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tv   Happening Now  FOX News  March 9, 2018 8:00am-9:00am PST

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>> i appreciate that. >> check out the big board. 253 on the upside. a reflection of the boom in economy. >> look at it go! >> yeah. talk about it on "outnumbered." good look with that. fight the good fight. >> have a good weekend. >> "happening now" starts right now. >> the news keep going. after decades of hostility, could be history in the making. president trump accepting an invite to me with north korean dictator kim jong-un. the u.s. is vowing to keep the pressure on. ed henry. >> and i'm melissa francis. a lot of new reaction coming in. word that president trump spoke to president xi jinping earlier this morning. the big story broke last night. south korea's security adviser
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announced the meeting between president trump and president kim jong-un at the white house. >> we talked about north korean kim jong-un is committed to denuclearization. president trump appreciated the briefing and said he would meet kim jong-un by may to achieve denuclearization. >> we have fox team coverage. john roberts at the white house. we begin with jennifer griffin. she broke this details last night. good morning, jennifer. >> good morning, ed. the senior military leaders i spoke to by phone expressed relief. they've been planning nonstop for possible military options. none of which are good. i can report the joint chiefs are meeting in the war room where military plans are debated. better believe this is at the
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top of those discussions. here's the reaction from general martin dempsey. >> any diplomatic outreach is a better alternative than a conflict. we're going to have to have stami stamina. this is the same country that negotiated the shape of the table months before they sat down. this will take some stamina. >> we're open to talks. president trump has said he was open to talks and he would willingly meet with kim jong-un when conditions were right and the time was right. i think the president has judged that time is right now. >> that's secretary of state rex tillerson in africa today. a different tone from him this morni morning narobi. there's so many land mines. u.s. official's when kim's father promised to denuclearize in 2009 only to reverse course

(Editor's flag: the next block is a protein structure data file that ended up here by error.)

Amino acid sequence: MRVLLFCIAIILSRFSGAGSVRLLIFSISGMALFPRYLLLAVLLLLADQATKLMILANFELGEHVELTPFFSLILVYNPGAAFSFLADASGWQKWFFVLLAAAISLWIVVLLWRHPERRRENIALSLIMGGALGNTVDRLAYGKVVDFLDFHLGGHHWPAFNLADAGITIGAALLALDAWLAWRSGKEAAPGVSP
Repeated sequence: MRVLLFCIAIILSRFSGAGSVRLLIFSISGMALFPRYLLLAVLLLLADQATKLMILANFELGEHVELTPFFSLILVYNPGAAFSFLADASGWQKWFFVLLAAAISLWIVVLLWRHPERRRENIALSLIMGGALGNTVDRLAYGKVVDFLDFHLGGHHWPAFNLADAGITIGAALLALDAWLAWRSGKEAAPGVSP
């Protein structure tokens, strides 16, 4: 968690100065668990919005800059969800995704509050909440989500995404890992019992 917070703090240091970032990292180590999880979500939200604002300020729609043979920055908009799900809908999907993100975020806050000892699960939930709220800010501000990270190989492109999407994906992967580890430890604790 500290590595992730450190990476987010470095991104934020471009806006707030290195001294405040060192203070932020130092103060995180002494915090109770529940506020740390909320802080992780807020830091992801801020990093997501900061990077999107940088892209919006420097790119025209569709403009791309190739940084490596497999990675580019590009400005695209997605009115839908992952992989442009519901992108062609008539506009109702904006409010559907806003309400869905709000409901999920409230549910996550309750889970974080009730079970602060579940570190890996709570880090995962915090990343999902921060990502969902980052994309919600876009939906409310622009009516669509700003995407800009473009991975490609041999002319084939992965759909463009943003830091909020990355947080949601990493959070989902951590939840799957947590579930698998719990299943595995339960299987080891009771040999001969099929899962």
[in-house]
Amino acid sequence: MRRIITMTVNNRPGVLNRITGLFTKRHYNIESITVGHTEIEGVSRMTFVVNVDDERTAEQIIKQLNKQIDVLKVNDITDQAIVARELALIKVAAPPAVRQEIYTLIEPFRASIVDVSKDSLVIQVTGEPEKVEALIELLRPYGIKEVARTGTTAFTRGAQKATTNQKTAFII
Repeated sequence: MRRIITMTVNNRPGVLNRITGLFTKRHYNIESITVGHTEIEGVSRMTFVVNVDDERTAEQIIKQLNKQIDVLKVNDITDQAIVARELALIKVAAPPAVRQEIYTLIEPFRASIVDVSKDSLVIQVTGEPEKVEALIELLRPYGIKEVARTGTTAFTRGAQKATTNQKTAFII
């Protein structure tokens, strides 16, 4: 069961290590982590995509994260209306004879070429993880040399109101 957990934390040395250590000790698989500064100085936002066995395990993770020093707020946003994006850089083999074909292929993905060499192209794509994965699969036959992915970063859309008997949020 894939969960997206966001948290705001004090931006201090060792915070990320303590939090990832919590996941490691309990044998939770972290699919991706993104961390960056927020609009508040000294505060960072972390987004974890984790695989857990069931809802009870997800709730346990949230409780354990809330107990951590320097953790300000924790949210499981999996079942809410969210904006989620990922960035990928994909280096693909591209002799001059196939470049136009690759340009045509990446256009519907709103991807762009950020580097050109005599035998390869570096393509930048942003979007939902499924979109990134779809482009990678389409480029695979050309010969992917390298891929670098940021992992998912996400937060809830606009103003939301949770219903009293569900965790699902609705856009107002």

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and carry out the first nuclear test. george h.w. bush removed nuclear weapons from south korea with the hope of peace. thousands of u.s. military personnel will take part in exercises next month. 290,000 south korean troops participated. the u.s. has 28,500 troops on alert status in south korea. any talk of denuclearizing will likely include a demand that the u.s. leaves south korea. that includes an estimated 60 nukes would likely look a lot like the iran deal, which president trump has criticized in the past. back to you, ed. >> a lot of change in 24 hours. thanks, jennifer. >> lawmakers debate whether kim
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jong-un will follow-through on his promises, white house officials citing the president's tough position on north korea as a reason for the potential diplomatic break through. john roberts joining us now with more reaction. john? >> took a lot of people by surprise here at the white house and elsewhere in the administration as well. the president spoke with xi jinping, the president of china to thank china for their role in putting the squeeze on pong january to get kim jong-un to agree to talks. couple of big questions now, where will this take place and is kim jong-un really sincere about denuclearization? the president cautionly optimistic in the early going tweeting last night, kim jong-un talked about denuclearization with the south korean representatives, not just to freeze. also no missile testing. great progress being made. sanctions will be made until an
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agreement reached. meeting being planned. we talked to the south korean minister and he said the president's program of maximum pressure is responsible for getting to this point. rex tillerson saying things turned around very quickly with kim jong-un in just the last week or so. listen here. >> what changed was his posture in a very dramatic way that in all honesty was a surprise to us as well. he was so forward leaning. >> many people are still very skeptical this will lead anywhere. senator marco rubio concerned that kim, like his father and his grandfather before him, will try to play the united states. listen here. >> he's luring us to these negotiations but will make demands that we can never agree to. a that point, he will say i'm very reasonable, i met with the president. learned to be flexible. these guys don't want to deal